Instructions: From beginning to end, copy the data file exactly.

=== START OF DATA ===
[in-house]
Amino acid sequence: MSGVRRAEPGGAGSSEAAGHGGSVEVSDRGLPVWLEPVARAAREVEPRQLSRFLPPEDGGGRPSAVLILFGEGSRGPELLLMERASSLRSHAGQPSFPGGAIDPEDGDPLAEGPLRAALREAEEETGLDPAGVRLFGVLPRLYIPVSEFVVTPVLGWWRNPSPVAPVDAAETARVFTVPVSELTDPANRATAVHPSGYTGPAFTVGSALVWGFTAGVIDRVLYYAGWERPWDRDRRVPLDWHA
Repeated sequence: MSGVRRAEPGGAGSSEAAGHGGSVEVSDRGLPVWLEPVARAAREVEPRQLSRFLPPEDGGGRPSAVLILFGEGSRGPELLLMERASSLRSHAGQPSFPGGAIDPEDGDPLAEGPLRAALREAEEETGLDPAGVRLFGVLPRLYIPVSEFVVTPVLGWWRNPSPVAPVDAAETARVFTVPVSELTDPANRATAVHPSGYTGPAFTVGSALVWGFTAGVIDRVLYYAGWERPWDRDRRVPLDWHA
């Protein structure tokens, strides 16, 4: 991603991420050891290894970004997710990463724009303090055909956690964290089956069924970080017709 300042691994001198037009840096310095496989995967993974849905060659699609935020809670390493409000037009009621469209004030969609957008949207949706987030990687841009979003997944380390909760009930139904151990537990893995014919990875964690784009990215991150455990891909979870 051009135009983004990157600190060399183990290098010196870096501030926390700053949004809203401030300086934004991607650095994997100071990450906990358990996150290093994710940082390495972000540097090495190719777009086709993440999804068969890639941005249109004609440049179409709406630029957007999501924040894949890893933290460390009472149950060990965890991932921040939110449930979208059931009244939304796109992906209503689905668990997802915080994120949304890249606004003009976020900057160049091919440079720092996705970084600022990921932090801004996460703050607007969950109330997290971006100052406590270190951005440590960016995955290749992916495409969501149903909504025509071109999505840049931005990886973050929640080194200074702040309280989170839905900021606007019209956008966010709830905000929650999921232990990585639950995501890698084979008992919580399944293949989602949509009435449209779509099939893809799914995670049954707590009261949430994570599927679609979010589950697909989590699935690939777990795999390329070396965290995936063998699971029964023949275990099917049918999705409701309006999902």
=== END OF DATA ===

[in-house]
Amino acid sequence: MSGVRRAEPGGAGSSEAAGHGGSVEVSDRGLPVWLEPVARAAREVEPRQLSRFLPPEDGGGRPSAVLILFGEGSRGPELLLMERASSLRSHAGQPSFPGGAIDPEDGDPLAEGPLRAALREAEEETGLDPAGVRLFGVLPRLYIPVSEFVVTPVLGWWRNPSPVAPVDAAETARVFTVPVSELTDPANRATAVHPSGYTGPAFTVGSALVWGFTAGVIDRVLYYAGWERPWDRDRRVPLDWHA
Repeated sequence: MSGVRRAEPGGAGSSEAAGHGGSVEVSDRGLPVWLEPVARAAREVEPRQLSRFLPPEDGGGRPSAVLILFGEGSRGPELLLMERASSLRSHAGQPSFPGGAIDPEDGDPLAEGPLRAALREAEEETGLDPAGVRLFGVLPRLYIPVSEFVVTPVLGWWRNPSPVAPVDAAETARVFTVPVSELTDPANRATAVHPSGYTGPAFTVGSALVWGFTAGVIDRVLYYAGWERPWDRDRRVPLDWHA
């Protein structure tokens, strides 16, 4: 991603991420050891290894970004997710990463724009303090055909956690964290089956069924970080017709 300042691994001198037009840096310095496989995967993974849905060659699609935020809670390493409000037009009621469209004030969609957008949207949706987030990687841009979003997944380390909760009930139904151990537990893995014919990875964690784009990215991150455990891909979870 051009135009983004990157600190060399183990290098010196870096501030926390700053949004809203401030300086934004991607650095994997100071990450906990358990996150290093994710940082390495972000540097090495190719777009086709993440999804068969890639941005249109004609440049179409709406630029957007999501924040894949890893933290460390009472149950060990965890991932921040939110449930979208059931009244939304796109992906209503689905668990997802915080994120949304890249606004003009976020900057160049091919440079720092996705970084600022990921932090801004996460703050607007969950109330997290971006100052406590270190951005440590960016995955290749992916495409969501149903909504025509071109999505840049931005990886973050929640080194200074702040309280989170839905900021606007019209956008966010709830905000929650999921232990990585639950995501890698084979008992919580399944293949989602949509009435449209779509099939893809799914995670049954707590009261949430994570599927679609979010589950697909989590699935690939777990795999390329070396965290995936063998699971029964023949275990099917049918999705409701309006999902």